What's For Dinner?

When I met Andy in graduate school his diet consisted of Hot Pockets and Coke. His weekly routine involved going to class, studying, going to the bar, smoking butts and talking on his cell phone.

That time for me was one of particular neurosis. Like many twenty-somethings, I had no idea what to do with my life or how to get there. My lack of control over most things led to control issues over the small stuff. Therefore, my diet consisted of sugar-free hot chocolate, salad and too much alcohol. My weekly routine included going to class, studying, running and stressing out.

We were two polar opposites, of course attracted to one another because of our differences. A decade later and over time our extreme behaviors softened. With my support Andy stopped smoking (ok- I threatened him), switched to drinking Diet Coke and has added new foods to his diet, including a limited amount of fruit and veggies and also a glass of water or two a day.

Thanks to Andy, I have stopped obsessing about what I look like and have learned that a piece of cake once in a while isn't going to hurt me. We opt for a sweet dessert most weekends now since one drink on a Saturday night equals a hang-over on Sunday morning.

Our behaviors now generally complement one another and we've grown to be more alike over time. But, if you know us, you are aware that we still disagree about many, many things and diet and exercise are both big points of contention.

Andy neglects breakfast at home every day and secretly stops at Mickey D's for a hash brown several times a week. Thanks to him, Caroline refers to the supermarket as the "donut store". Strangely, he has a vegetable garden he grows mostly pumpkins. Our joke is that he is waiting for scientists to develop a Lean Cuisine seed.
His dinner choices are Digiorno's pizza or frozen french fries and chicken fingers.

Now, I'm a terrible cook. I've served Pepper Pasta (aka pasta served with a butt load of pepper and nothing else),raw pancakes and cheesecake soup. My culinary skills, or lack thereof, have neither helped Andy nor the kids to develop sensible diet choices.

I do try very hard and I have the best of intentions. I collect lots of interesting, family- friendly recipes and spend oodles of cash on ingredients. I'd never invite anyone over to sample my cooking but I like to think I'm at least capable of making something nutritious and swallowable for my family.

For better or for worse, I'm generally the one who cooks every evening. I decide what we are going to eat and everybody eats it. It is only when I'm too tired or particularly irritable that Andy steps in at the stove. Last night was one of those occasions. Andy decided to make spaghetti and meatballs a simple enough meal, especially since he simply need to cook the pasta, defrost the meatballs and heat the jar of sauce. All was well until, in a moment of panic, Andy determined we were out of pasta sauce. After helping him search all of the cabinets and the fridge, it was confirmed. In mommy-lecture style I suggested that, during future meal preparation times, he take all of the needed ingredients and place them on the counter, to ensure he had what he needed and for quick access during the cooking process. Obviously annoyed at me for my advice and for not having purchased enough sauce, he stomped around the house in search of his keys and, while his water boiled and meatballs warmed, announced he was going to the corner store to buy sauce.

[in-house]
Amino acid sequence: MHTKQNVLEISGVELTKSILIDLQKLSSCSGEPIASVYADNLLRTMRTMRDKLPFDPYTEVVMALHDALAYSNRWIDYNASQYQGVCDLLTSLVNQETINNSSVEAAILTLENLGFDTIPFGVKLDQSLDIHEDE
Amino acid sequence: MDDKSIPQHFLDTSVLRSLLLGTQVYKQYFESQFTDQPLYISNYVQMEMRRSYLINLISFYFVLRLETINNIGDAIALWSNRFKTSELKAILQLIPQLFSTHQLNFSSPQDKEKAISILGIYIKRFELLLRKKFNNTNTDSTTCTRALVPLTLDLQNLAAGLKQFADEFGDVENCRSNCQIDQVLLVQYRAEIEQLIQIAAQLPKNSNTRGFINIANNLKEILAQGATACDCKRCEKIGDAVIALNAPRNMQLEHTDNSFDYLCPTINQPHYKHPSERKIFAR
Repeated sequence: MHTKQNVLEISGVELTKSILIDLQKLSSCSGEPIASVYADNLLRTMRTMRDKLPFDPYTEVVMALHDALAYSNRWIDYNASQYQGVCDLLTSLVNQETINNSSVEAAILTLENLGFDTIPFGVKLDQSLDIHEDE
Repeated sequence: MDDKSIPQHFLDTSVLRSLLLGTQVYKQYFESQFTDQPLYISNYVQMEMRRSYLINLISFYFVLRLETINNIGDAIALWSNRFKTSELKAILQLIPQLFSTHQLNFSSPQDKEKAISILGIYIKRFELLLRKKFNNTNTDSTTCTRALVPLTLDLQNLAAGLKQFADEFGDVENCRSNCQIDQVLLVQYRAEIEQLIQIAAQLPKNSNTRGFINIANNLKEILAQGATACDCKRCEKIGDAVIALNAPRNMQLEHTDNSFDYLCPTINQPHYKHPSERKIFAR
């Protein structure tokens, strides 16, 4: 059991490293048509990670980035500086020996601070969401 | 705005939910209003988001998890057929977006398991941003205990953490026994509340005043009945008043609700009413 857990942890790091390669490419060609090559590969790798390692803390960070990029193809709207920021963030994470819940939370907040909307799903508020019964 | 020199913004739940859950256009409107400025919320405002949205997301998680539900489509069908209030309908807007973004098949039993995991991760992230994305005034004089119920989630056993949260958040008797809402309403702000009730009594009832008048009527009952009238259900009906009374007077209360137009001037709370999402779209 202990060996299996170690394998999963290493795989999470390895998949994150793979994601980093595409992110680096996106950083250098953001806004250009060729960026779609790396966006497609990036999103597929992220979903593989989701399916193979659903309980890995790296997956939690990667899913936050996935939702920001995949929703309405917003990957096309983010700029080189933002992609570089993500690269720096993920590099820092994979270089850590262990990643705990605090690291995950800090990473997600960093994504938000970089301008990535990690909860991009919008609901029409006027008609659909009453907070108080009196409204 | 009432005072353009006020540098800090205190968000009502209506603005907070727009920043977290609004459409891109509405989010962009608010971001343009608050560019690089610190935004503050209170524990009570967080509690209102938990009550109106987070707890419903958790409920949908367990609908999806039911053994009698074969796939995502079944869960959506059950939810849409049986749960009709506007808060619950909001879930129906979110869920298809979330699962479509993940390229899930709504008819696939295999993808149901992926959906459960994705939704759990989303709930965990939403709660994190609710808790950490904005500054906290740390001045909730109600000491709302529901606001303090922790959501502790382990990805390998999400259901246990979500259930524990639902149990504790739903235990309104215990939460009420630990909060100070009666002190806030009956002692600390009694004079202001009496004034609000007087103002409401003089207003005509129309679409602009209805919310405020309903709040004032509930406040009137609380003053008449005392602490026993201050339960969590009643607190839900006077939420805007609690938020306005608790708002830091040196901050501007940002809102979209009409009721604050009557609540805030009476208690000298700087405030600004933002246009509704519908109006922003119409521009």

I told him there was no need and that I could make, yes make, pasta sauce with ingredients in our very own kithcen. In shock and disgust he told me he'd never eat a sauce I made from scratch and off he went.

With one child clutching my leg and the other dumping milk into a plant, I assembled tomato sauce, paste, olive oil, salt, pepper, onions, garlic and a little red wine, dumped it all in a pot and voila! Andy walked in just in time to see me spooning my sauce onto the pasta-filled plates. He let out a man shriek: "I am not going to eat THAT! I'm throwing it away!"

Like our children, I encouraged him to at least try it before throwing it away. Oh let's be honest, I bitchily told him to shut the f-up and eat it or toss it, I could care less. He gave in with a slight compromise- he added his jar sauce to the meatballs, and we all sat down at the table to eat. Both kids gobbled up their pasta happily. Maybe it was the red wine that made them smile. In his own way, Andy even complimented me when he told me, "This sauce actually has a taste. Most sauces are so bland."

Tonight, I made three-bean salad and he had seconds-even if he did wash it down with a Diet Coke and a donut.

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